Soft and Hard Technologies in Technology Education

Soft and Hard Technologies in Technology Education

Kin Wai Michael Siu, Yi Lin Wong
DOI: 10.4018/978-1-4666-8246-7.ch022
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There is a common misconception that technology is limited to physical devices (i.e., hard technology). However, technology also includes soft technology, which is concerned with human and social factors. The emphasis on hard technology has prevented technology education from widening its scope and thus catering to the needs of a changing society. This chapter first briefly identifies the common definitions of soft and hard technologies. It then argues that technology education should emphasize both hard and soft technologies. Through a case study of Hong Kong, the chapter identifies the issues surrounding the inclusion of soft technology in the technology curriculum. The issues comprise the outdated perceptions of the government and schools with respect to technology, teachers' backgrounds, and students' abilities. The chapter then proposes recommendations and suggestions for resolving these issues. The future trend of an all-round and balanced approach toward hard and soft technology in technology education is discussed.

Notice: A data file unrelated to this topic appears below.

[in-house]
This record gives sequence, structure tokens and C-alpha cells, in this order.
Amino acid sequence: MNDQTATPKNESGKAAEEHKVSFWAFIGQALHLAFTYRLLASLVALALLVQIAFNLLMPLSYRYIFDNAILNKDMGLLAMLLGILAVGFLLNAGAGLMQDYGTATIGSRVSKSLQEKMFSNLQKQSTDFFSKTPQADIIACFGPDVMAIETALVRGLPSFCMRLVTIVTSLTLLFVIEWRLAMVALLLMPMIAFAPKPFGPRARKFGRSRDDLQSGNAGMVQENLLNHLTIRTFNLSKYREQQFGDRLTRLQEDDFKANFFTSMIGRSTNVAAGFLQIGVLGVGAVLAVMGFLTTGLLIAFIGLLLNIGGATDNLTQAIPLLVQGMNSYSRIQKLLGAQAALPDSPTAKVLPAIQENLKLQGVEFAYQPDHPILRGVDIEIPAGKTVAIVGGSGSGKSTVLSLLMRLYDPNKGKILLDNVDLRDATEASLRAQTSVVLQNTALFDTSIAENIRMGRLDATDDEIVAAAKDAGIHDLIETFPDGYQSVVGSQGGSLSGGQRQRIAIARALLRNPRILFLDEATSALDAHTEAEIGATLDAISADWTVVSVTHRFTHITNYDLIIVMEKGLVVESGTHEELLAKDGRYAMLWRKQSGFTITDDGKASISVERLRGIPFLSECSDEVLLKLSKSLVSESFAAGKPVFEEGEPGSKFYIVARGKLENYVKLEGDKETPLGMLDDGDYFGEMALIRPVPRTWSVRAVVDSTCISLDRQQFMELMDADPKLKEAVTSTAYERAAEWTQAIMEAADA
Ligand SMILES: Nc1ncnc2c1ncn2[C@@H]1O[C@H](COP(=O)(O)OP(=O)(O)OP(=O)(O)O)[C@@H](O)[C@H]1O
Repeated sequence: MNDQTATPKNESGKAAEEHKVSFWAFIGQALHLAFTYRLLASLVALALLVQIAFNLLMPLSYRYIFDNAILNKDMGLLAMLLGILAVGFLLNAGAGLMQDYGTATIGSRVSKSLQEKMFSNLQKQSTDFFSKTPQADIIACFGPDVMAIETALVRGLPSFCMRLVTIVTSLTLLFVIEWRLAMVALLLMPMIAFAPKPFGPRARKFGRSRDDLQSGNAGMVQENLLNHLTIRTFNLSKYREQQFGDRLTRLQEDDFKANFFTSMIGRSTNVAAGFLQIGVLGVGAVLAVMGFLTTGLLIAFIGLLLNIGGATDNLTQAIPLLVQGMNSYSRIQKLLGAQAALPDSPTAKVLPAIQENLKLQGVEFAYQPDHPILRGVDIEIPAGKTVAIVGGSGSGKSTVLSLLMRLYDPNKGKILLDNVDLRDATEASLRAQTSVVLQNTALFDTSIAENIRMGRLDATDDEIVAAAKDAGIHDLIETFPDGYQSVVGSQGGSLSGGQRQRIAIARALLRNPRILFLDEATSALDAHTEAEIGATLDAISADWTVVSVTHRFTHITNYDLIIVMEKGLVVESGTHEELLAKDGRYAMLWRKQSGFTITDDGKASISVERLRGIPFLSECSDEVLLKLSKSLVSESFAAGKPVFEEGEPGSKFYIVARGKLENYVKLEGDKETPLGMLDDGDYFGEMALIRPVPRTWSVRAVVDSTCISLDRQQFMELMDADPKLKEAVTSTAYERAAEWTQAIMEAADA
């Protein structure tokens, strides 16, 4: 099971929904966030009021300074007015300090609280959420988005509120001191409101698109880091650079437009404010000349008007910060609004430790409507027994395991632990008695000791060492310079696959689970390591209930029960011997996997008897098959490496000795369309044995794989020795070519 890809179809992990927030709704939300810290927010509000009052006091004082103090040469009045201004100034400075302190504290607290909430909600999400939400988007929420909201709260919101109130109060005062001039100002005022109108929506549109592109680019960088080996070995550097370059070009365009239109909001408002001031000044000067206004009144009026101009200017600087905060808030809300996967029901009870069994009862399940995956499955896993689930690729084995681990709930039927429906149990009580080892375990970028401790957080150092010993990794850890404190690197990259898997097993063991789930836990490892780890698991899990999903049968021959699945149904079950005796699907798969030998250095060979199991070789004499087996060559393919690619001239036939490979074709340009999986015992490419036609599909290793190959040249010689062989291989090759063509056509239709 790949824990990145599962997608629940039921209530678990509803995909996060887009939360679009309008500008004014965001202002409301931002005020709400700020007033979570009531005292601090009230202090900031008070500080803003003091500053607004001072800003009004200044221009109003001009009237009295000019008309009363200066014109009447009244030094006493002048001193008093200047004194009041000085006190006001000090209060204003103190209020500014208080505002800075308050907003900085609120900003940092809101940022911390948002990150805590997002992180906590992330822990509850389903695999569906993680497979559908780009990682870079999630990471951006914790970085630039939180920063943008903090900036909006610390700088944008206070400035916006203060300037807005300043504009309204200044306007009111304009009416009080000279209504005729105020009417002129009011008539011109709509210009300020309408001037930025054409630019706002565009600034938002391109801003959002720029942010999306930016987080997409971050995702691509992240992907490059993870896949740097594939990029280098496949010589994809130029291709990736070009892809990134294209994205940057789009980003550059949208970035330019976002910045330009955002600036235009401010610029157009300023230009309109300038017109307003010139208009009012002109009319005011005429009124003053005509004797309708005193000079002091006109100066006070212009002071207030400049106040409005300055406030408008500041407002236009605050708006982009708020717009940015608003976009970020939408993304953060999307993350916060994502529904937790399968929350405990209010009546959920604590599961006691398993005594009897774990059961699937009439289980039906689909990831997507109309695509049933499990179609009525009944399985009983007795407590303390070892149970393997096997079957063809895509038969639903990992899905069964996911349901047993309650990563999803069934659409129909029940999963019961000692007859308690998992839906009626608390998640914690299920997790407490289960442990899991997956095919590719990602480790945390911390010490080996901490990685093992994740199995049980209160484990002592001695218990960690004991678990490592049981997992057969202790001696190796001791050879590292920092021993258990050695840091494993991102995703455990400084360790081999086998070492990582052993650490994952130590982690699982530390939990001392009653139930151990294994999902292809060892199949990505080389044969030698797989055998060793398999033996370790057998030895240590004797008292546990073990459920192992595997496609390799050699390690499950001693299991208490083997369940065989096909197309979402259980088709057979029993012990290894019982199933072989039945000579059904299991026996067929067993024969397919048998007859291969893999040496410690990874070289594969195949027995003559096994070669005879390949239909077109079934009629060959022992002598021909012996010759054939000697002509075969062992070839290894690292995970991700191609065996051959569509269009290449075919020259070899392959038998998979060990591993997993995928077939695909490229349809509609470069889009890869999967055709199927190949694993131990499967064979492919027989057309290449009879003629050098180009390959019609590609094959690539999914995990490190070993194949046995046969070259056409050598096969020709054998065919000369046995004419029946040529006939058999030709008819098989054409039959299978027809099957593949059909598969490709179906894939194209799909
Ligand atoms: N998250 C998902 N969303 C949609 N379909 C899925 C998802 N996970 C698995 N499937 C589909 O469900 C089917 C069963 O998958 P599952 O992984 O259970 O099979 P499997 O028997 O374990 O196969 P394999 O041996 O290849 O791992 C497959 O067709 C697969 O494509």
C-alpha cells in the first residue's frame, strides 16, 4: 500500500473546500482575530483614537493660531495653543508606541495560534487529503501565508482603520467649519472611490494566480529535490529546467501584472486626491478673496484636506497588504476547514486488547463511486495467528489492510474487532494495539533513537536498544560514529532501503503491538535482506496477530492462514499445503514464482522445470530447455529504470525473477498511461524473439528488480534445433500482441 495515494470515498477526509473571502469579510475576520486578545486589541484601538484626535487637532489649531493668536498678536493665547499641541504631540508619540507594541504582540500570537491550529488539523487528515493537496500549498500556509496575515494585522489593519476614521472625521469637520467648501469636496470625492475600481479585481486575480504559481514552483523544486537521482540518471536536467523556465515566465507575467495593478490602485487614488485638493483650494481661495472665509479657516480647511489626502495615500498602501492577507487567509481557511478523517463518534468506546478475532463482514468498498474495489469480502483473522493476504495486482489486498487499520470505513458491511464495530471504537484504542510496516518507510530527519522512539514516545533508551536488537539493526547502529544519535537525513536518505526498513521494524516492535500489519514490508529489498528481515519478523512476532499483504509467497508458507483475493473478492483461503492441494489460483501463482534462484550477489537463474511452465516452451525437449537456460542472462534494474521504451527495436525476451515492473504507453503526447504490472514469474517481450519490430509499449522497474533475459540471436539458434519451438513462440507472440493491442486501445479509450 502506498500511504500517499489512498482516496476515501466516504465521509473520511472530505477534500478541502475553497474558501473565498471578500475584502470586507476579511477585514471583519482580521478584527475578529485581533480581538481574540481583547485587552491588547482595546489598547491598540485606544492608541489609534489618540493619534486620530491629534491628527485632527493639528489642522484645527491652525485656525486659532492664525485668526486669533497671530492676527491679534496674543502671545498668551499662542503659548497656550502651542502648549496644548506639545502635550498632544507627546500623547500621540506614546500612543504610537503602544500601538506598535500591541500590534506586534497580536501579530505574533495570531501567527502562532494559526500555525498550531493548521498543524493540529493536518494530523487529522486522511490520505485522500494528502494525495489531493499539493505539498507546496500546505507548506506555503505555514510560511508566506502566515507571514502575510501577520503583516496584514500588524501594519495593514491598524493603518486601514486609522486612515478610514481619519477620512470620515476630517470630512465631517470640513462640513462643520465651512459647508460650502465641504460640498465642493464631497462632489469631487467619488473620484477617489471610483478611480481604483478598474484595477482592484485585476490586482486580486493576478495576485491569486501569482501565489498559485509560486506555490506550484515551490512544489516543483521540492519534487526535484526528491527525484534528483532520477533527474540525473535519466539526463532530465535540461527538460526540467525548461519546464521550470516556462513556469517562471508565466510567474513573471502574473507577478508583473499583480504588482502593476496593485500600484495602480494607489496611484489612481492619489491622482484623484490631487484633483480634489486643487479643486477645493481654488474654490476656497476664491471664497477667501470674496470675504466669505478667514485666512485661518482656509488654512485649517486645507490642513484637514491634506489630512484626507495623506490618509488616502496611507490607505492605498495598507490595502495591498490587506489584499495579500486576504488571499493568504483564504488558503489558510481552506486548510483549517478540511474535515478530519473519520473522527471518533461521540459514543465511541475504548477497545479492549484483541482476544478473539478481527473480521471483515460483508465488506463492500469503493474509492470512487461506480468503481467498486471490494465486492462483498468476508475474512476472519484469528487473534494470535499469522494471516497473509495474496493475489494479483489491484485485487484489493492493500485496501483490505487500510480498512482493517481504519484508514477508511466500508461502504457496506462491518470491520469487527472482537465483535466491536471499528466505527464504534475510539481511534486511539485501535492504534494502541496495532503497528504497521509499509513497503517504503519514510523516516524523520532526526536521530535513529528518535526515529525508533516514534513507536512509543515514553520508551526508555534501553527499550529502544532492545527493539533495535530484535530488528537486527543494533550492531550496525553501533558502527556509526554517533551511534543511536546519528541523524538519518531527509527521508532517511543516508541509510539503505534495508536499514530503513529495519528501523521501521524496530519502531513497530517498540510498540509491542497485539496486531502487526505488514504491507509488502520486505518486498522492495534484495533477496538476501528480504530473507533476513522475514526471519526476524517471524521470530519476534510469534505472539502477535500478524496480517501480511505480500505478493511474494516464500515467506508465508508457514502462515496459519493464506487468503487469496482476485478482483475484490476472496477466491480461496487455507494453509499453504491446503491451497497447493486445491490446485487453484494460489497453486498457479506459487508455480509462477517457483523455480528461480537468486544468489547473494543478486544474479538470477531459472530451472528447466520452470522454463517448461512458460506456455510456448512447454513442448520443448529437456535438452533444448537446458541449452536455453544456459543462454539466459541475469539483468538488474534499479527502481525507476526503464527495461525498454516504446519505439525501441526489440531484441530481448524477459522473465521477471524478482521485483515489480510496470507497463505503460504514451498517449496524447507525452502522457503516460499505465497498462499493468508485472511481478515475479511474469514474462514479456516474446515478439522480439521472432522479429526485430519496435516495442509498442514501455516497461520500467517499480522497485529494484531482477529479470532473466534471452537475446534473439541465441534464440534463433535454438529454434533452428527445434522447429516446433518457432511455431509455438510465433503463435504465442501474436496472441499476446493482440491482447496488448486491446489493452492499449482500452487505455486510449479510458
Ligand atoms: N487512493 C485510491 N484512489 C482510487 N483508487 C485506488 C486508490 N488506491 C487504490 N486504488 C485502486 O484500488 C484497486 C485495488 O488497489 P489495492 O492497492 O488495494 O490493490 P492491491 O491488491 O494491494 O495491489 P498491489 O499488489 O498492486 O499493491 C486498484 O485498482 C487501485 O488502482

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The English word “technology” originated from the Greek word “tekhnologia,” meaning “systematic treatment” (Oxford Dictionaries, 2013). It is derived from the ancient Greek notion of “techne” (craft) (Reydon, 2012). Technology was associated with any man-made artifacts that were different from natural products. Ancient Greek philosophers believed that there was a fundamental distinction between natural products and artifacts, and that “technology learns from or imitates nature” (Franssen, Lokhorst, & van de Poel, 2009).In this view, artifacts are unable to reproduce themselves whereas natural products are able to reproduce, grow, and change. Obviously, the understanding of technology in ancient Greece focused on artifacts that were distinct from nature, and the purpose of these artifacts was generated to fulfill certain needs. Jin (2011) posited that in primitive times, technology was “the making and use of tools and the utilization of fire and language” (p. 22), which we would regard as hard technology.

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